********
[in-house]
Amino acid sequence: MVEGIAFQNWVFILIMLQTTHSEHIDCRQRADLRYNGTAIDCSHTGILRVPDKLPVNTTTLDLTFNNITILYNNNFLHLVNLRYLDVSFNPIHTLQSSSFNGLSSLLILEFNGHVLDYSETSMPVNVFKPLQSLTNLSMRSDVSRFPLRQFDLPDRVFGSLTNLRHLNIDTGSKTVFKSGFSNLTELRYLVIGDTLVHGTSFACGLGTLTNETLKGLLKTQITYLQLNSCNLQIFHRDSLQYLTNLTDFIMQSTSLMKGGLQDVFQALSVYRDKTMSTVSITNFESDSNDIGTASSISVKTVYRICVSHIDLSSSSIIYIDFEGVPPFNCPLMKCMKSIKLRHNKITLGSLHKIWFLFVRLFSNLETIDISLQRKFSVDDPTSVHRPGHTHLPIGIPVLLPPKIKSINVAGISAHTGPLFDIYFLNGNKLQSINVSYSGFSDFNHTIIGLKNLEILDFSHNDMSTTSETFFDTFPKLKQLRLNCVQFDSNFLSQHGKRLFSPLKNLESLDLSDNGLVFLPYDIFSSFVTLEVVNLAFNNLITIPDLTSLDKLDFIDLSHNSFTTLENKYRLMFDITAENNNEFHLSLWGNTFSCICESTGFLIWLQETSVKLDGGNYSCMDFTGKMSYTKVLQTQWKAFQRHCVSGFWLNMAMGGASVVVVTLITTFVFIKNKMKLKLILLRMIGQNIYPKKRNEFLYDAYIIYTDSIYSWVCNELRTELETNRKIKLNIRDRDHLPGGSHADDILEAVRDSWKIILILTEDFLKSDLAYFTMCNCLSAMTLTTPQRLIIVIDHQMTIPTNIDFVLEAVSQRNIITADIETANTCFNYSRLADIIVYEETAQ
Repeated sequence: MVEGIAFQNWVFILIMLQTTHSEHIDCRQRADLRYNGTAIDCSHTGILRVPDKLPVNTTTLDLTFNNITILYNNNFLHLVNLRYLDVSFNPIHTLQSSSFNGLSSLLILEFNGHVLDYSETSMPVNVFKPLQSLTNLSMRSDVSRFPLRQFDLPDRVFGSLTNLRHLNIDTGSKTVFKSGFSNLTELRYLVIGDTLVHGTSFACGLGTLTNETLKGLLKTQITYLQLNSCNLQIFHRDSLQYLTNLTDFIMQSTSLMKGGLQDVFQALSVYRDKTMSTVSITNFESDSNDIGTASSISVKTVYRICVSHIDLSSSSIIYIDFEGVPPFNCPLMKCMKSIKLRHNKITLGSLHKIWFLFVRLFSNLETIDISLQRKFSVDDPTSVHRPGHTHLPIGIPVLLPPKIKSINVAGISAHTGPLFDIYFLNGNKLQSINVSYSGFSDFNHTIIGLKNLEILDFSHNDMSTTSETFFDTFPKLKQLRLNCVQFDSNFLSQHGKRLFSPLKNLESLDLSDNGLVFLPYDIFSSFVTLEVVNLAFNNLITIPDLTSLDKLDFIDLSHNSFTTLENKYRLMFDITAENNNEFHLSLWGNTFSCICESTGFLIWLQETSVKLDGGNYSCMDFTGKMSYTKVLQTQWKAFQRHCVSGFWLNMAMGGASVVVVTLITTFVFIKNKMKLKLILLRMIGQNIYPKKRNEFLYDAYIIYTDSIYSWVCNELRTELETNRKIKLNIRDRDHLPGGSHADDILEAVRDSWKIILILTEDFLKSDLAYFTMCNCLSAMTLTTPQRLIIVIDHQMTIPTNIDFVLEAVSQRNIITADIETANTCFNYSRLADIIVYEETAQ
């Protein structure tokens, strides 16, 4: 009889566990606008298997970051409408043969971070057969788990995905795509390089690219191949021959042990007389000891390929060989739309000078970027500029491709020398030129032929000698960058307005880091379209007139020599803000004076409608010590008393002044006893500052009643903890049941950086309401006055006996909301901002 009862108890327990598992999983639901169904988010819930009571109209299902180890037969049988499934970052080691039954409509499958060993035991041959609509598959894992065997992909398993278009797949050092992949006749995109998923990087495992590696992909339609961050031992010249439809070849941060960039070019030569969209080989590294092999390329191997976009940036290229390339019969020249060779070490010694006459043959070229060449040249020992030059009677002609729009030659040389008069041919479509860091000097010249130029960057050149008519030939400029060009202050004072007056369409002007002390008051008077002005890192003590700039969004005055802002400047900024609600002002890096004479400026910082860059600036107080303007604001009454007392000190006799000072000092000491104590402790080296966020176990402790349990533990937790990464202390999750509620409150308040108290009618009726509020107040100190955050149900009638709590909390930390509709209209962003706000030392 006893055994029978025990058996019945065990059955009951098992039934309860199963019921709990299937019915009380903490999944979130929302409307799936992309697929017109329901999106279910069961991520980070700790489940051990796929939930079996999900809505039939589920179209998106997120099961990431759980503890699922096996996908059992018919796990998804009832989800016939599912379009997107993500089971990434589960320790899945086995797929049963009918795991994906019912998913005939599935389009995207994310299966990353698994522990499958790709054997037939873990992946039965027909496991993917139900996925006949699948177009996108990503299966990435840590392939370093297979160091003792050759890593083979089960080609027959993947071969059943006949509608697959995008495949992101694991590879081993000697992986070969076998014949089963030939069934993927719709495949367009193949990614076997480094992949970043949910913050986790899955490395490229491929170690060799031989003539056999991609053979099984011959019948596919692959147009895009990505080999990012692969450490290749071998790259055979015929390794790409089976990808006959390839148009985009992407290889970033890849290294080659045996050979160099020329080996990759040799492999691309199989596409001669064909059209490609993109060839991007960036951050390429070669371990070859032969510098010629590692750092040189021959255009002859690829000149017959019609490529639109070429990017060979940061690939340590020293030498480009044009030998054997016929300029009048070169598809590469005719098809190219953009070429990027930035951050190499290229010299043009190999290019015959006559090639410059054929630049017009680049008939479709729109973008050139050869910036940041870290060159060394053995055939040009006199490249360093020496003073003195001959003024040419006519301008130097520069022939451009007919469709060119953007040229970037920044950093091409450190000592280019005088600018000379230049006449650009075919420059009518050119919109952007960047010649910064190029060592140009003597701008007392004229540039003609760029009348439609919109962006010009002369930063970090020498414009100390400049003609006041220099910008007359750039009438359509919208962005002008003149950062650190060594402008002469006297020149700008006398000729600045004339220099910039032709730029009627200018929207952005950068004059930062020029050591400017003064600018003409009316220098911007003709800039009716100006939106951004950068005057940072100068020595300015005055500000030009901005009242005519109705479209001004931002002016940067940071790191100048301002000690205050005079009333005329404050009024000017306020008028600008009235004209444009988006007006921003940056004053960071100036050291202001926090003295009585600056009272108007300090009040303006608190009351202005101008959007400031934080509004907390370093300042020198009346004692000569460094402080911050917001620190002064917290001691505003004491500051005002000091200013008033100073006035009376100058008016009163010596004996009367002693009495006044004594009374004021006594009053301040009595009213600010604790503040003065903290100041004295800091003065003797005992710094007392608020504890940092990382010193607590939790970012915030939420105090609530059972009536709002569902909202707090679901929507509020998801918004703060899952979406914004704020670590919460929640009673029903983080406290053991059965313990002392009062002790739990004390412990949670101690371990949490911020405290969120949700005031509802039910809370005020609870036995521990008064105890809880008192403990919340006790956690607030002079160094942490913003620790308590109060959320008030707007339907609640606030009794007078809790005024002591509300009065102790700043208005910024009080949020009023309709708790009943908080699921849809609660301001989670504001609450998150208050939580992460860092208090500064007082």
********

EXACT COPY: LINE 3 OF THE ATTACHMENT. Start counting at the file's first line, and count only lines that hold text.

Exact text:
Repeated sequence: MVEGIAFQNWVFILIMLQTTHSEHIDCRQRADLRYNGTAIDCSHTGILRVPDKLPVNTTTLDLTFNNITILYNNNFLHLVNLRYLDVSFNPIHTLQSSSFNGLSSLLILEFNGHVLDYSETSMPVNVFKPLQSLTNLSMRSDVSRFPLRQFDLPDRVFGSLTNLRHLNIDTGSKTVFKSGFSNLTELRYLVIGDTLVHGTSFACGLGTLTNETLKGLLKTQITYLQLNSCNLQIFHRDSLQYLTNLTDFIMQSTSLMKGGLQDVFQALSVYRDKTMSTVSITNFESDSNDIGTASSISVKTVYRICVSHIDLSSSSIIYIDFEGVPPFNCPLMKCMKSIKLRHNKITLGSLHKIWFLFVRLFSNLETIDISLQRKFSVDDPTSVHRPGHTHLPIGIPVLLPPKIKSINVAGISAHTGPLFDIYFLNGNKLQSINVSYSGFSDFNHTIIGLKNLEILDFSHNDMSTTSETFFDTFPKLKQLRLNCVQFDSNFLSQHGKRLFSPLKNLESLDLSDNGLVFLPYDIFSSFVTLEVVNLAFNNLITIPDLTSLDKLDFIDLSHNSFTTLENKYRLMFDITAENNNEFHLSLWGNTFSCICESTGFLIWLQETSVKLDGGNYSCMDFTGKMSYTKVLQTQWKAFQRHCVSGFWLNMAMGGASVVVVTLITTFVFIKNKMKLKLILLRMIGQNIYPKKRNEFLYDAYIIYTDSIYSWVCNELRTELETNRKIKLNIRDRDHLPGGSHADDILEAVRDSWKIILILTEDFLKSDLAYFTMCNCLSAMTLTTPQRLIIVIDHQMTIPTNIDFVLEAVSQRNIITADIETANTCFNYSRLADIIVYEETAQ